I teach an Ecological Ethics course at The University of California Los Angeles and encourage students to debate very controversial topics. Some students have strong moral positions about some of our topics and start off not respecting other opinions. For instance, a vegetarian who has strong beliefs about harming animals may not have a lot of respect for someone who believes it is OK to eat animals. I encourage plurality and respect. I tell students (and this dates me) that they’re not able to start their rebuttals with “Jane you ignorant slut” (for those too young to remember early Saturday Night Live—Google it and have a laugh!). Sometimes walking in someone else’s shoes is a good way to gain respect for another position.
Indeed, I assign roles to the students and if someone has an a priori opinion, I’ll ask them to argue the other side. Some of the ecological issues are topics that my students don’t really have a good opinion on because they’ve never thought about it (Are zoos ethically defensible? Is it ethical to genetically modify a species to save it from extinction? Is it ethical to reintroduce a species to its former range when you know that many individuals will die in the process?). I encourage them to read and learn. As we read and learn more, and as we think about the ecology of the problem (ecology is the study of why we see species where we see them, what determines their numbers, and how they interact with other species) we find that some opinions are more difficult to support than others.
There is one ground rule in the course, and I suggest one ground rule for your dinner parties: listen to and respect others’ positions. Put yourselves in your guests’ shoes. Try to understand why they feel the way they do. Gently ask people to explain why they feel a particular way. Don’t be pushy, be polite. Be empathetic.
Empathy is an important thing that defines us as humans. Empathy is essential for a truly civil and civilized society. And, as Paul Ehrlich and Robert Ornstein have recently discussed in their book—Humanity on a Tightrope: Thoughts on Empathy, Family, and Big Changes for a Viable Future—the loss of empathy has been associated with the horrific genocides of the twentieth century. If by hosting dinner parties and talking we become more empathetic and respectful of other’s opinions, this book will have succeeded in its goals. If by increasing empathy we are then able to work together to solve our collective problems, we will all be better off.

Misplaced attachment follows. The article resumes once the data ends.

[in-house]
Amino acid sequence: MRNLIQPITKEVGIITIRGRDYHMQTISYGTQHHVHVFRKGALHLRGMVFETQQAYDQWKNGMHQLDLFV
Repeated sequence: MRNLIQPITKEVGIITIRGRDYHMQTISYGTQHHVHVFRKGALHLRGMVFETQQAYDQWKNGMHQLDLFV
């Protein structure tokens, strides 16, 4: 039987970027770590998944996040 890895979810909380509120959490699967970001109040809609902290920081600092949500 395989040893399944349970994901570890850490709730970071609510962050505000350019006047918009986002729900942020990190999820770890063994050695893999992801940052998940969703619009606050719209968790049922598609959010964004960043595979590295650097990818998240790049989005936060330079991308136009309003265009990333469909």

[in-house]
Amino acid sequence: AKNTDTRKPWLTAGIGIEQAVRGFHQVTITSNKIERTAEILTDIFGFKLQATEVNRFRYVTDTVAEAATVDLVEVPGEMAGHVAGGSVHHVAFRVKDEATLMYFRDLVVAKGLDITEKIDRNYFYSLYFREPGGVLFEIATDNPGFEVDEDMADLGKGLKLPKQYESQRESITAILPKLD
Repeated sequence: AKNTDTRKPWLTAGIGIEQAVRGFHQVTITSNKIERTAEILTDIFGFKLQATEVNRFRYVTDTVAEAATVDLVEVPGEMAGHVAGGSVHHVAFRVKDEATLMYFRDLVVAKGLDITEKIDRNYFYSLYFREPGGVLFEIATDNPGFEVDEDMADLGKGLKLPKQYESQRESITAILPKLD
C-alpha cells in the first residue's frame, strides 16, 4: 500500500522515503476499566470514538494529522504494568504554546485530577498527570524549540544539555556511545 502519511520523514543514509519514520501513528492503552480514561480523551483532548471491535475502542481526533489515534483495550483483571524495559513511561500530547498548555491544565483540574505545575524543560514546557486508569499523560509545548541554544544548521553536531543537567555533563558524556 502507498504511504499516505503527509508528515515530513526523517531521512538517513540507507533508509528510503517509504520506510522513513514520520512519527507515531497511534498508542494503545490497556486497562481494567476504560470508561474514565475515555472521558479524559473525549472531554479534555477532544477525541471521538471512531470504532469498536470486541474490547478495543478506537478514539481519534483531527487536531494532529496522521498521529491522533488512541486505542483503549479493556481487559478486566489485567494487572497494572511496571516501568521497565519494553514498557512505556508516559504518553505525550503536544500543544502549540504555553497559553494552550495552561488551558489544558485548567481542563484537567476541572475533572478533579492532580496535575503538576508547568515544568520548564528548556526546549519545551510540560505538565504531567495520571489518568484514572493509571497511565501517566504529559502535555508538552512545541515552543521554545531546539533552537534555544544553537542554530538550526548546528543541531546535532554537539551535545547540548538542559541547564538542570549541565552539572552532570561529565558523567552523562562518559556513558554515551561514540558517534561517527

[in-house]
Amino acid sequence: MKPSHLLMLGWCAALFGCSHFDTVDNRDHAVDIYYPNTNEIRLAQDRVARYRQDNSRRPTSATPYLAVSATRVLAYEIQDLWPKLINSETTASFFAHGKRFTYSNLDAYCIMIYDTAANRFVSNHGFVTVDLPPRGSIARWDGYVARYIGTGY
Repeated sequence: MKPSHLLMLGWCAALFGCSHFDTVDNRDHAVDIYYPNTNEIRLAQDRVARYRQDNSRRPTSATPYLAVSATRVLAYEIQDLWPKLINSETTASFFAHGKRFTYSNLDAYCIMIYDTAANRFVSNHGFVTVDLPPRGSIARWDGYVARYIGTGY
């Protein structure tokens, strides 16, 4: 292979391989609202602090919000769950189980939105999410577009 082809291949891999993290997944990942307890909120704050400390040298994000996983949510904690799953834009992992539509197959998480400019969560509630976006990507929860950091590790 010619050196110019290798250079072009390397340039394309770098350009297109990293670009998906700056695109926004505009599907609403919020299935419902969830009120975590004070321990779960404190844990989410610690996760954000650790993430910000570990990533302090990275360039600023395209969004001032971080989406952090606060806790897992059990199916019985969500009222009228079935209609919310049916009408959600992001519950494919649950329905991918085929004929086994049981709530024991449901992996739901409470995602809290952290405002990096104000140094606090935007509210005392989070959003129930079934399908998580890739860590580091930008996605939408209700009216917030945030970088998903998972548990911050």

Good decisions come from a diverse set of opinions. Ian Mitroff and Abraham Silvers argue in Dirty Rotten Strategies: How We Trick Ourselves and Others into Solving the Wrong Problems Precisely that we need a diverse set of ideas to be aired to properly solve problems. If you have a diverse guest list, encourage contrary opinions and seriously consider them. If your guest list isn’t so diverse, ask what a person from a particular religious background might think. Or what a very left-wing liberal or right-wing conservative might think. Ask what an engineer might think about a problem or what a psychologist might think. Such role playing is a tool to get diverse opinions aired, and the diversity of opinions will lead to better solutions.
A professor and chef from France once told me that the thing that is notable about French dinner parties is that people argue and often adopt strong positions. Voices are raised. Tables are pounded. Yet they stay at the table and come back for more. Learning to argue without holding a grudge is an important lesson in civility. One that requires practice. And one that we desperately need to practice now.
As an academic, I’ve been trained to take criticism without feeling (too) upset. View an impassioned argument as a challenge to logically develop and present your position. Use the feedback you get to improve your argument. And, ultimately, enjoy the process by which your argument gets honed. However, also realize that we’re humans and, despite our assertions to the contrary, we’re not the most logical of beasts. Toast to the things that make us human. And while you’re at it, toast to Lilly Tomlin who once said that “Man invented language to celebrate his deep need to complain”.